September 19, 2010
This is a gratuitous advertisement for PineStraw. Writing it is unconscionable, since I also contribute to the magazine.
Never mind. Truth need not be clouded by ethics. More important for you to appreciate the quality of this publication.
I don’t know the complete backstory, only that I started noticing PineStraw three years ago while visiting the area. How unusual, I thought, to find a format featuring local writers exploring their experiences in relevant, sometimes profound, other times naive, often humorous stories.
My comparison would be efforts I pick up in other towns and cities where content falls into two categories: “canned” or charmingly non-professional. There’s nothing canned in PineStraw. Furthermore, the writing – even by non-professionals – displays high standards.
The clincher is how the magazine looks, feels. When Academy Awards are given out for set decoration, costumes, cinematography, make-up, editing and the like I usually duck out to make tea. In a magazine this is different. You feel the paper, satiny and thick on the covers, substantial inside. Quirky fonts are properly spaced and bold enough to prevent squinting. Illustrations and photography – well, they take my breath away. Even if you don’t read a word simply looking at this magazine is delightful. A writer wonders, apprehensively, how his story will fly since layout and illustration can make or break it. I wrote a first-person piece about settling into a new house, which appears on page 21 of the Home & Garden section of September PineStraw. I lead with an Oscar Hammerstein lyric. The simple, elegant photo illustration and how the lyric presents made me gasp. Ditto the evocative photos accompanying Summer Skin, a poem on page 29, a column on page 71 about Kindle’s threat to real books and the sweet, gritty portrait of handyman Al Dunham on page 17. These are big-time visuals. Even the advertisements tempt beyond commercial message – especially Carolina Hotel’s chef, the Pottery Plus Auction, Aberdeen Exterminating’s feet-up bugs and a full page announcing the world’s lightest beer which makes this stubborn beer-hater thirsty. Sayer Photography ads are frameable.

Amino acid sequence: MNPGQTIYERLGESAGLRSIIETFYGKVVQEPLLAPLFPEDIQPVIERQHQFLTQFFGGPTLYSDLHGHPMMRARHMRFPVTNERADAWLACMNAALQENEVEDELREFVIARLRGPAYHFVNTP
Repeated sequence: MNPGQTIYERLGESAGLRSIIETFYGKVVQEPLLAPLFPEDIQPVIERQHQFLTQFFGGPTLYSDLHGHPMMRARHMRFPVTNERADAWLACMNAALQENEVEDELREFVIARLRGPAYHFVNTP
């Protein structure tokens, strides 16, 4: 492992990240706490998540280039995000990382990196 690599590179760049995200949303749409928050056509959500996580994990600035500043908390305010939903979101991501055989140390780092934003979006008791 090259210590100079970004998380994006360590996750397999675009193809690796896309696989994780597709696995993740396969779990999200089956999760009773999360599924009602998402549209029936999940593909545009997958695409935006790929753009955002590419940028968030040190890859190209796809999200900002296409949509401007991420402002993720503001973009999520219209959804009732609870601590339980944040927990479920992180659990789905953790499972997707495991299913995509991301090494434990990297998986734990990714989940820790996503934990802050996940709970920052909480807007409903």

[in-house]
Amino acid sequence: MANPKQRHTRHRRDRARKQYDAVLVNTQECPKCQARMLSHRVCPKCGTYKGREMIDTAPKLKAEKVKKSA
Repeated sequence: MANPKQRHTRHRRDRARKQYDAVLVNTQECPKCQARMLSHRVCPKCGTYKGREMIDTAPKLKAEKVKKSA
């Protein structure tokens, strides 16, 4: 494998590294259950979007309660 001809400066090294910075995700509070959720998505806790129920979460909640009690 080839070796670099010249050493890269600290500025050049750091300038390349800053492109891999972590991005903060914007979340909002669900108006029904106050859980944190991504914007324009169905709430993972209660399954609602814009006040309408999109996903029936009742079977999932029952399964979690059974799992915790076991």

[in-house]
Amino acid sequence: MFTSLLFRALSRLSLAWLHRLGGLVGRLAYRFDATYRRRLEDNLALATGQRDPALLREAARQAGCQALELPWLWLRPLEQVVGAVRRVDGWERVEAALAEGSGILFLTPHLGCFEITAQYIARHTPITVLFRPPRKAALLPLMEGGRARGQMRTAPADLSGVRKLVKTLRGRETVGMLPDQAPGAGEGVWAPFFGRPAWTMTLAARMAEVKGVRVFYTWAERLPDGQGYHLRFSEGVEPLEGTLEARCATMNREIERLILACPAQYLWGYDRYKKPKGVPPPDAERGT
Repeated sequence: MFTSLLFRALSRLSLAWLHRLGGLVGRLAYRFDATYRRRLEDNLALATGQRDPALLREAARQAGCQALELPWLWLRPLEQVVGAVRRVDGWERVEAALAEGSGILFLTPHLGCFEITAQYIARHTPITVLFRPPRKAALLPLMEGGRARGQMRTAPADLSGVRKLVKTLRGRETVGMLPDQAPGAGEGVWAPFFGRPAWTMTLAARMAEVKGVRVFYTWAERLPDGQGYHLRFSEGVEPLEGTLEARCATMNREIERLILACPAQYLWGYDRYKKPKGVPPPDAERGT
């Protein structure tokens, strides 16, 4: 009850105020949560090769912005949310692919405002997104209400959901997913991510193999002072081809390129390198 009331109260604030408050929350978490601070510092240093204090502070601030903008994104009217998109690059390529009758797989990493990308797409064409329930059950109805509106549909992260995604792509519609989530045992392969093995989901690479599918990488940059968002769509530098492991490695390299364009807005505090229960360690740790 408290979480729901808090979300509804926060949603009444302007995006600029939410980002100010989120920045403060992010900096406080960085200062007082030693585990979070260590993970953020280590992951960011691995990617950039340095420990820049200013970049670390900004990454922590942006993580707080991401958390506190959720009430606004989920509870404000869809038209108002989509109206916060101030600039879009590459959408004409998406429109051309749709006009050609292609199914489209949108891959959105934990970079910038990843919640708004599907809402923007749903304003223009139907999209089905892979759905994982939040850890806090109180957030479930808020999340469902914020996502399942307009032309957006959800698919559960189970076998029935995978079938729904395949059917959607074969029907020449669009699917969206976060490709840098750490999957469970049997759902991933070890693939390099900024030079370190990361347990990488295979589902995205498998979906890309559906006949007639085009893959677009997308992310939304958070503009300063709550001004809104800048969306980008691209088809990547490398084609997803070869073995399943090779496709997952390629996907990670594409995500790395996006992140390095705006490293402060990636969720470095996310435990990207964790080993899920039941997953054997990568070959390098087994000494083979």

Previous issues remain equally stunning long after their content stales. This whole is fueled by ideas. I won’t specify who’s because if I name one name, I must name them all – and I’m in enough trouble already. What I do know is that a stack of PineStraws disappears from the rack at Fresh Market in hours with restocks going as quickly. Obviously, our modestly sized population “gets it.” All of them: the outdoorsies, artsy folk, fashionistas, chatelaines, foodies, old-timers, newcomers, New Agers, academics, boomers, cranks, greenies, damn Yankees, genteel Southerners and armchair philosophers. There. I said it. Broke a few rules...but feels good.